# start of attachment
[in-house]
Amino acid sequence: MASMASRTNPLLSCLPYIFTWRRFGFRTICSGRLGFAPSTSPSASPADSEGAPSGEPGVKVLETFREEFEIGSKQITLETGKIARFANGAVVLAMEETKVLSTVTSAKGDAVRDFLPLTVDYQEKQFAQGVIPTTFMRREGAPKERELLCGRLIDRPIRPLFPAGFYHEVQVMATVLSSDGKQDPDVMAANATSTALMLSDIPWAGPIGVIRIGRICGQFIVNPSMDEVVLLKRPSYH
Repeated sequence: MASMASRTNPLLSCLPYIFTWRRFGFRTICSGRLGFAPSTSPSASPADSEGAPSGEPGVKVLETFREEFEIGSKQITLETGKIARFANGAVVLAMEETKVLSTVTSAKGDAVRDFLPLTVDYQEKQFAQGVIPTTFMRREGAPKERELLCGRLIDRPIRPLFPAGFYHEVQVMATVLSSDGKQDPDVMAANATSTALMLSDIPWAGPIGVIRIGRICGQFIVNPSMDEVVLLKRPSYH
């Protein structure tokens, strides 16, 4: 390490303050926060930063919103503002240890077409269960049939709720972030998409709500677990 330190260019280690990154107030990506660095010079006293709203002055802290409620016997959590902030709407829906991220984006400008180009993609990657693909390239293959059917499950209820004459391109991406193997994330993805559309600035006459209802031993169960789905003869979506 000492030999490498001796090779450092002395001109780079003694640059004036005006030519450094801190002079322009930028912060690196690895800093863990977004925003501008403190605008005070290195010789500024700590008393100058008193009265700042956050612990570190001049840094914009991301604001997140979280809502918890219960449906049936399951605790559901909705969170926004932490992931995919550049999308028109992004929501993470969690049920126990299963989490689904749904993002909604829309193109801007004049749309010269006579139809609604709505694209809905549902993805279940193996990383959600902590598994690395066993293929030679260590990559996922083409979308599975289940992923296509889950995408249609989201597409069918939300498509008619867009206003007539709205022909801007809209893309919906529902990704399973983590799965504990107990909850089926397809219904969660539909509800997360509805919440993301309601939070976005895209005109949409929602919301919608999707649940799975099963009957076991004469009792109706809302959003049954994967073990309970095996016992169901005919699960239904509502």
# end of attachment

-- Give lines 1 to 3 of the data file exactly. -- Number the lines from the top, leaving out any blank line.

[in-house]
Amino acid sequence: MASMASRTNPLLSCLPYIFTWRRFGFRTICSGRLGFAPSTSPSASPADSEGAPSGEPGVKVLETFREEFEIGSKQITLETGKIARFANGAVVLAMEETKVLSTVTSAKGDAVRDFLPLTVDYQEKQFAQGVIPTTFMRREGAPKERELLCGRLIDRPIRPLFPAGFYHEVQVMATVLSSDGKQDPDVMAANATSTALMLSDIPWAGPIGVIRIGRICGQFIVNPSMDEVVLLKRPSYH
Repeated sequence: MASMASRTNPLLSCLPYIFTWRRFGFRTICSGRLGFAPSTSPSASPADSEGAPSGEPGVKVLETFREEFEIGSKQITLETGKIARFANGAVVLAMEETKVLSTVTSAKGDAVRDFLPLTVDYQEKQFAQGVIPTTFMRREGAPKERELLCGRLIDRPIRPLFPAGFYHEVQVMATVLSSDGKQDPDVMAANATSTALMLSDIPWAGPIGVIRIGRICGQFIVNPSMDEVVLLKRPSYH